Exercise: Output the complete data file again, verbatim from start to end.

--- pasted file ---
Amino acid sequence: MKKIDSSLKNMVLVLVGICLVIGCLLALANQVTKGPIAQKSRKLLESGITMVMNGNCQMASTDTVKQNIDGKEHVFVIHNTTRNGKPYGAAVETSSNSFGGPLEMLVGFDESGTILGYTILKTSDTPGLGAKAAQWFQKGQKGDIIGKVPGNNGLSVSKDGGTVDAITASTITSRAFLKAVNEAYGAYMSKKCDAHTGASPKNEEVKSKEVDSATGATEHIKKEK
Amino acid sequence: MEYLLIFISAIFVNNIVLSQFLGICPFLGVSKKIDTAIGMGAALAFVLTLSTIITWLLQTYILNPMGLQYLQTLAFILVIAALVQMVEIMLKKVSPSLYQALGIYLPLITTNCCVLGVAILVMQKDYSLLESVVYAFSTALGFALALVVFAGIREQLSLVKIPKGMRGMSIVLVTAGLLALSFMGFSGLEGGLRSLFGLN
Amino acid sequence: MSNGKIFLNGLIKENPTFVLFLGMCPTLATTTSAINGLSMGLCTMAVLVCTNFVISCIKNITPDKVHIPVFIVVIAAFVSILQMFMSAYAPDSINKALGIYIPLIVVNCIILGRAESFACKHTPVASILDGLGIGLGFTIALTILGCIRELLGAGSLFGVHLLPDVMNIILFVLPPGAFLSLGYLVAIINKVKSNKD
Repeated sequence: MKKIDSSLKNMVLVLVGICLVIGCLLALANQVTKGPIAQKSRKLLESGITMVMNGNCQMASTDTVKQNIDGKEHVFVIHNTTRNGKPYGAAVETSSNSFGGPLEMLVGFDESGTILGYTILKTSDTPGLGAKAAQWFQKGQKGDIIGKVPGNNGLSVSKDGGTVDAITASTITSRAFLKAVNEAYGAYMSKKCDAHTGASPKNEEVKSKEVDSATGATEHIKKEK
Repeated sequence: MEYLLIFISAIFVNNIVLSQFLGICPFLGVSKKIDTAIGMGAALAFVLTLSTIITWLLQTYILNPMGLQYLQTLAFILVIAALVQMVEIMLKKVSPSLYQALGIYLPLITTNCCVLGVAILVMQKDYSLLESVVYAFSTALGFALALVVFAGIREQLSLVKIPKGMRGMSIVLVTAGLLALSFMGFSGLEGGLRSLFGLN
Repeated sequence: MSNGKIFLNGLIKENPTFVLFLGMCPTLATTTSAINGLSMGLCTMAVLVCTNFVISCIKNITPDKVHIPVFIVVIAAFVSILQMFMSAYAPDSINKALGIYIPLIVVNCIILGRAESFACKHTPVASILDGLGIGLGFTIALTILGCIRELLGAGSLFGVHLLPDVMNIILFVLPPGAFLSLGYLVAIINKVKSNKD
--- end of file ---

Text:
Amino acid sequence: MKKIDSSLKNMVLVLVGICLVIGCLLALANQVTKGPIAQKSRKLLESGITMVMNGNCQMASTDTVKQNIDGKEHVFVIHNTTRNGKPYGAAVETSSNSFGGPLEMLVGFDESGTILGYTILKTSDTPGLGAKAAQWFQKGQKGDIIGKVPGNNGLSVSKDGGTVDAITASTITSRAFLKAVNEAYGAYMSKKCDAHTGASPKNEEVKSKEVDSATGATEHIKKEK
Amino acid sequence: MEYLLIFISAIFVNNIVLSQFLGICPFLGVSKKIDTAIGMGAALAFVLTLSTIITWLLQTYILNPMGLQYLQTLAFILVIAALVQMVEIMLKKVSPSLYQALGIYLPLITTNCCVLGVAILVMQKDYSLLESVVYAFSTALGFALALVVFAGIREQLSLVKIPKGMRGMSIVLVTAGLLALSFMGFSGLEGGLRSLFGLN
Amino acid sequence: MSNGKIFLNGLIKENPTFVLFLGMCPTLATTTSAINGLSMGLCTMAVLVCTNFVISCIKNITPDKVHIPVFIVVIAAFVSILQMFMSAYAPDSINKALGIYIPLIVVNCIILGRAESFACKHTPVASILDGLGIGLGFTIALTILGCIRELLGAGSLFGVHLLPDVMNIILFVLPPGAFLSLGYLVAIINKVKSNKD
Repeated sequence: MKKIDSSLKNMVLVLVGICLVIGCLLALANQVTKGPIAQKSRKLLESGITMVMNGNCQMASTDTVKQNIDGKEHVFVIHNTTRNGKPYGAAVETSSNSFGGPLEMLVGFDESGTILGYTILKTSDTPGLGAKAAQWFQKGQKGDIIGKVPGNNGLSVSKDGGTVDAITASTITSRAFLKAVNEAYGAYMSKKCDAHTGASPKNEEVKSKEVDSATGATEHIKKEK
Repeated sequence: MEYLLIFISAIFVNNIVLSQFLGICPFLGVSKKIDTAIGMGAALAFVLTLSTIITWLLQTYILNPMGLQYLQTLAFILVIAALVQMVEIMLKKVSPSLYQALGIYLPLITTNCCVLGVAILVMQKDYSLLESVVYAFSTALGFALALVVFAGIREQLSLVKIPKGMRGMSIVLVTAGLLALSFMGFSGLEGGLRSLFGLN
Repeated sequence: MSNGKIFLNGLIKENPTFVLFLGMCPTLATTTSAINGLSMGLCTMAVLVCTNFVISCIKNITPDKVHIPVFIVVIAAFVSILQMFMSAYAPDSINKALGIYIPLIVVNCIILGRAESFACKHTPVASILDGLGIGLGFTIALTILGCIRELLGAGSLFGVHLLPDVMNIILFVLPPGAFLSLGYLVAIINKVKSNKD